alexa Rheumatoid Arthritis | Spinal Injury | Atlantoaxial Instability
ISSN: 2165-7939
Journal of Spine
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Surgical Management of the Atlantoaxial Instability in Rheumatoid Arthritis: A Series of 28 Patients with 10 Years of Follow Up

Amri Khalil*, Kherfani Abdelhakim, Meherzi Malek, Mahjoub Hachem, Meherzi M Hedi and Mestiri Mondher
Orthopaedic Institut of MT Kassab, Tunisia
Corresponding Author : Amri Khalil
Orthopaedic Institut of MT Kassab, Tunisia
Tel: +2167017600
E-mail: [email protected]
Received June 19, 2014; Accepted September 16, 2014; Published September 18, 2014
Citation: Khalil A, Abdelhakim K, Malek M, Hachem M, Hedi MM, et al. (2014) Surgical Management of the Atlantoaxial Instability in Rheumatoid Arthritis: A Series of 28 Patients with 10 Years of Follow Up. J Spine 3:179. doi:10.4172/2165-7939.1000179
Copyright: © 2014 Khalil A, et al. This is an open-access article distributed under the terms of the Creative Commons Attribution License, which permits unrestricted use, distribution, and reproduction in any medium, provided the original author and source are credited.

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Abstract

It is known that cervical spine involvement occurs in over half of patients with rheumatoid arthritis (RA). This involvement is over 70% in Tunisia. The majority of our patients are seen at Ranawat’s stage III with spinal cord injury. We report a series of 28 patients treated in our institution for RA with atlantoaxial dislocation with several degrees of spinal cord injury (Ranawat’s stage II and III). Even though overshadowed by major impairments related to severe peripheral joint disease, 60% of our patients presented a good functional result at the average of 10 years follow up.

Abstract

It is known that cervical spine involvement occurs in over half of patients with rheumatoid arthritis (RA). This involvement is over 70% in Tunisia. The majority of our patients are seen at Ranawat’s stage III with spinal cord injury. We report a series of 28 patients treated in our institution for RA with atlantoaxial dislocation with several degrees of spinal cord injury (Ranawat’s stage II and III). Even though overshadowed by major impairments related to severe peripheral joint disease, 60% of our patients presented a good functional result at the average of 10 years follow up.
 
Keywords

Rheumatoid arthritis; Spinal injury; Atlantoaxial instability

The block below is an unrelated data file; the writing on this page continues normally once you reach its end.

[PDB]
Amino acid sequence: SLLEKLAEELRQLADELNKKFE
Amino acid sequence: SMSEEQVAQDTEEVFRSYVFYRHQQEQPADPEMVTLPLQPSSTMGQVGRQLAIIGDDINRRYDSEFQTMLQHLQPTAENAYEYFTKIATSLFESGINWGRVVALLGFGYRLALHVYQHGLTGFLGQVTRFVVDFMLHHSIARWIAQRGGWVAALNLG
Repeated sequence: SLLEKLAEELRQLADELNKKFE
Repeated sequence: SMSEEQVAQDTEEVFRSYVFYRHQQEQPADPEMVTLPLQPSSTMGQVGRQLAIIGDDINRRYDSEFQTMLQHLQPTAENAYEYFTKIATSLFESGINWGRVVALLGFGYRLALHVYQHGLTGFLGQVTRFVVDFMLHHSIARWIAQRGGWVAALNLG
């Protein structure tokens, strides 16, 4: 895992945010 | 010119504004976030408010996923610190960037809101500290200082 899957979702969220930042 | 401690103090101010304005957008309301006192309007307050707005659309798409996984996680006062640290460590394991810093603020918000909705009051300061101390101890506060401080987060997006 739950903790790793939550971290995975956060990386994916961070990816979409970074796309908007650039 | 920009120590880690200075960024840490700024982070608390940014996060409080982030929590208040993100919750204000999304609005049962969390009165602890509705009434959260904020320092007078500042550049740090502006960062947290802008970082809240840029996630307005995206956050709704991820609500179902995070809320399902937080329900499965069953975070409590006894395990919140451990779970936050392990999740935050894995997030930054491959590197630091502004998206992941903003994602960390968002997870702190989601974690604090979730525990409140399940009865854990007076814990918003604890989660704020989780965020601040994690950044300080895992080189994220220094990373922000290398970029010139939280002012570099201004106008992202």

Introduction

Rheumatoid arthritis (RA) is a progressive inflammatory condition resulting from an autoimmune process that attacks joint synovium and causes joint destruction and periarticular erosions. The same processes that affect the peripheral joints in patients with rheumatoid arthritis also affect the neck, specially the cervical spine. This inflammatory process can damage ligaments, bones and synovial joints in the cervical spine, potentially resulting in subluxation, instability and brainstem or cord compression [1].

Management of the occipito atlantoaxial region is a challenging task that aims to establish spinal stability, prevent neurologic deterioration and injury to the spinal cord, and improve neurologic function. Many studies [2] have shown that once myelopathy and injury of the spinal cord develop, the prognosis is poor and affirmed that functional prognosis depend on early surgical management. In this study we present our experience in the management of severe myelopathy in 28 patients with atlantoaxial subluxation (AAS) and we show that satisfying result can be obtained even with delayed surgery.
 
Materials and Methods

Study design

It is a retrospective study, including 28 patients with RA diagnosis followed at our institution and suffering from atlantoaxial instability, we didn’t include patients with a history of cervical surgery or suffering from other spine injury than rheumatoid myelopathy.
 
Clinical presentation

From 1994 to 2007, twenty women and eight men with RA were treated in our institution for atlantoaxial instability. For clinical evaluation we used the grading system in the Ranawat classification (Table 1).
 
Radiographic evaluation

All patients had plain radiographs, which included anteroposterior and lateral views to evaluate the Redlund-Johnell and Ranawat criteria for superior migration of the odontoid (Figure 1), with dynamic lateral views in flexion and extension.

Flexion and extension radiographs reveal instability and allow evaluation of the anterior atlantodens interval (ADI) (by convention, AAS has been defined as an ADI=9mm) (Figure 2).

A dynamic MRI was performed in 16 patients to evaluate the posterior ADI (PADI), to calculate the cervicomedullary angle (CMA) (the angle between the anterior line of the cord and the brainstem; a CMA less than 135° suggests anterior instability) and to demonstrate the soft tissue pannus posterior to the odontoid that may accompany vertical and rotatory instability (Figures 3 and 4).
 
Operative management

Two of our patients presented a rapid worsening of the neurological status and underwent an urgent posterior decompression from C1 to C3 with occipito cervical fusion; this clinical presentation was due to a large compressive pannus (Figure 5).